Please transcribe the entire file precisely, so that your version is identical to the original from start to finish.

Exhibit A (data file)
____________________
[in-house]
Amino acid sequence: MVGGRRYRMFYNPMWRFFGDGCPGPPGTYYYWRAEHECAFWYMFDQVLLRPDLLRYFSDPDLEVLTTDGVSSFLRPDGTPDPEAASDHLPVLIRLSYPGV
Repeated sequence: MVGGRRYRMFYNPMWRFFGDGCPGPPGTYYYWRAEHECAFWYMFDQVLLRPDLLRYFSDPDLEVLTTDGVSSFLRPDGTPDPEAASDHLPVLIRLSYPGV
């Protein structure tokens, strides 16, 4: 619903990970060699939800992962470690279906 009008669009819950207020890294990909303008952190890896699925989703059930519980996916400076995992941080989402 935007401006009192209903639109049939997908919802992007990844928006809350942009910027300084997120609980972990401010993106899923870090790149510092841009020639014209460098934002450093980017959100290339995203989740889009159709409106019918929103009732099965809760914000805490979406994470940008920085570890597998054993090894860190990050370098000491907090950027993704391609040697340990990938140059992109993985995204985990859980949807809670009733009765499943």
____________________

[in-house]
Amino acid sequence: MVGGRRYRMFYNPMWRFFGDGCPGPPGTYYYWRAEHECAFWYMFDQVLLRPDLLRYFSDPDLEVLTTDGVSSFLRPDGTPDPEAASDHLPVLIRLSYPGV
Repeated sequence: MVGGRRYRMFYNPMWRFFGDGCPGPPGTYYYWRAEHECAFWYMFDQVLLRPDLLRYFSDPDLEVLTTDGVSSFLRPDGTPDPEAASDHLPVLIRLSYPGV
């Protein structure tokens, strides 16, 4: 619903990970060699939800992962470690279906 009008669009819950207020890294990909303008952190890896699925989703059930519980996916400076995992941080989402 935007401006009192209903639109049939997908919802992007990844928006809350942009910027300084997120609980972990401010993106899923870090790149510092841009020639014209460098934002450093980017959100290339995203989740889009159709409106019918929103009732099965809760914000805490979406994470940008920085570890597998054993090894860190990050370098000491907090950027993704391609040697340990990938140059992109993985995204985990859980949807809670009733009765499943």